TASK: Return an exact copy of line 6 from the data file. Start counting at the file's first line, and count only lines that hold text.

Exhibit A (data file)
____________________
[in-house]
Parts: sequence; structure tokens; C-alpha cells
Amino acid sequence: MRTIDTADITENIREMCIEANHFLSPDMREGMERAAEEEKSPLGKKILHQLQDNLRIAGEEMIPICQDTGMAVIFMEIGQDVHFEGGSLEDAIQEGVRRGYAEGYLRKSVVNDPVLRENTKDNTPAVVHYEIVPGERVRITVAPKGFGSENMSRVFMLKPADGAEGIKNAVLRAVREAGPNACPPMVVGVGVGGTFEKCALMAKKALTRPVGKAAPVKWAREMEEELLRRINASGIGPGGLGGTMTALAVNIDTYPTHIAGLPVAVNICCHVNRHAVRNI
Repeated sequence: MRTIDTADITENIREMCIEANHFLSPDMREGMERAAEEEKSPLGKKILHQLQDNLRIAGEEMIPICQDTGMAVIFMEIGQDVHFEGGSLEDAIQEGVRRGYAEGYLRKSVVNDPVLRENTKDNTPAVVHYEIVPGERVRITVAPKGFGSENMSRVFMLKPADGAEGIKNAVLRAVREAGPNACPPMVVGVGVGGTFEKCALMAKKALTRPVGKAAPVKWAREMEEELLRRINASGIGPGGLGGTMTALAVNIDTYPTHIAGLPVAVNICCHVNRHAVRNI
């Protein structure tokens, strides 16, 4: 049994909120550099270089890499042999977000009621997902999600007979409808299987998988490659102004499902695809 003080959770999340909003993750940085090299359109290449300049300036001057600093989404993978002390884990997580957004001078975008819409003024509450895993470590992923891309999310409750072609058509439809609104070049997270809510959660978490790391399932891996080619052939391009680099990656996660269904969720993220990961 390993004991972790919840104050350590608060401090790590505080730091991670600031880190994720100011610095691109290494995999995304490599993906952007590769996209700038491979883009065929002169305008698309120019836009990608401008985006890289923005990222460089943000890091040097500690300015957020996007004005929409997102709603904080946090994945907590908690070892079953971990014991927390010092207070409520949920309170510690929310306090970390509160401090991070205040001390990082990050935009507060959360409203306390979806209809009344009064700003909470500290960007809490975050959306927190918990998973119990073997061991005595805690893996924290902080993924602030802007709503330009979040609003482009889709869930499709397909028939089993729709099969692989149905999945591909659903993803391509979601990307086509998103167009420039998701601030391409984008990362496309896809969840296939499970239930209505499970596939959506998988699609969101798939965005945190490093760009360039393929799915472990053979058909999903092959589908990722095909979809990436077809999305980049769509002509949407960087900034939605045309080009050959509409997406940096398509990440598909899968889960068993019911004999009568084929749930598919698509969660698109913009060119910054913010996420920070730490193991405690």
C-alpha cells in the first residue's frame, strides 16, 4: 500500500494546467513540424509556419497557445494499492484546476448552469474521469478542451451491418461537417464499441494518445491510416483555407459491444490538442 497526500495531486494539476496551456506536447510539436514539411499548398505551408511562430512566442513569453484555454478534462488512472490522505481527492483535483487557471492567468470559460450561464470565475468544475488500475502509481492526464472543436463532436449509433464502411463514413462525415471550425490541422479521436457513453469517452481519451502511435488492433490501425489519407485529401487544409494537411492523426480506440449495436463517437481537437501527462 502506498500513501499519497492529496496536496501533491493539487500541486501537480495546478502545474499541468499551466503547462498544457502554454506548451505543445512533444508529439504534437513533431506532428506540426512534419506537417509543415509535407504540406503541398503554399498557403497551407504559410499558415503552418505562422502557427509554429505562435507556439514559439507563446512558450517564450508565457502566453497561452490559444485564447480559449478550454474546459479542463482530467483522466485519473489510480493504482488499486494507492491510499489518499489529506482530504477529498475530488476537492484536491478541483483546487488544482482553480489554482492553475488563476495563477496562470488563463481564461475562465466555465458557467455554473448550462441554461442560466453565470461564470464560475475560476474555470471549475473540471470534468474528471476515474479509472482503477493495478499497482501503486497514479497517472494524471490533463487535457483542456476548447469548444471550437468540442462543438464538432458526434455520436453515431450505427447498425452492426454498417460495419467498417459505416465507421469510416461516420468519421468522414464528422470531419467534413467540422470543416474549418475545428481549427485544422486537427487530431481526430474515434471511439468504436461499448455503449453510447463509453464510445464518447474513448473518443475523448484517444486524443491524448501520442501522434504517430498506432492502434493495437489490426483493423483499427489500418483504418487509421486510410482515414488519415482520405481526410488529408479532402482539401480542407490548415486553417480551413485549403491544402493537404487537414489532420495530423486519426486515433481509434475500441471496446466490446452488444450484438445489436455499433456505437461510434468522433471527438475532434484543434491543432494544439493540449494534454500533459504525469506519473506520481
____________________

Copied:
C-alpha cells in the first residue's frame, strides 16, 4: 500500500494546467513540424509556419497557445494499492484546476448552469474521469478542451451491418461537417464499441494518445491510416483555407459491444490538442 497526500495531486494539476496551456506536447510539436514539411499548398505551408511562430512566442513569453484555454478534462488512472490522505481527492483535483487557471492567468470559460450561464470565475468544475488500475502509481492526464472543436463532436449509433464502411463514413462525415471550425490541422479521436457513453469517452481519451502511435488492433490501425489519407485529401487544409494537411492523426480506440449495436463517437481537437501527462 502506498500513501499519497492529496496536496501533491493539487500541486501537480495546478502545474499541468499551466503547462498544457502554454506548451505543445512533444508529439504534437513533431506532428506540426512534419506537417509543415509535407504540406503541398503554399498557403497551407504559410499558415503552418505562422502557427509554429505562435507556439514559439507563446512558450517564450508565457502566453497561452490559444485564447480559449478550454474546459479542463482530467483522466485519473489510480493504482488499486494507492491510499489518499489529506482530504477529498475530488476537492484536491478541483483546487488544482482553480489554482492553475488563476495563477496562470488563463481564461475562465466555465458557467455554473448550462441554461442560466453565470461564470464560475475560476474555470471549475473540471470534468474528471476515474479509472482503477493495478499497482501503486497514479497517472494524471490533463487535457483542456476548447469548444471550437468540442462543438464538432458526434455520436453515431450505427447498425452492426454498417460495419467498417459505416465507421469510416461516420468519421468522414464528422470531419467534413467540422470543416474549418475545428481549427485544422486537427487530431481526430474515434471511439468504436461499448455503449453510447463509453464510445464518447474513448473518443475523448484517444486524443491524448501520442501522434504517430498506432492502434493495437489490426483493423483499427489500418483504418487509421486510410482515414488519415482520405481526410488529408479532402482539401480542407490548415486553417480551413485549403491544402493537404487537414489532420495530423486519426486515433481509434475500441471496446466490446452488444450484438445489436455499433456505437461510434468522433471527438475532434484543434491543432494544439493540449494534454500533459504525469506519473506520481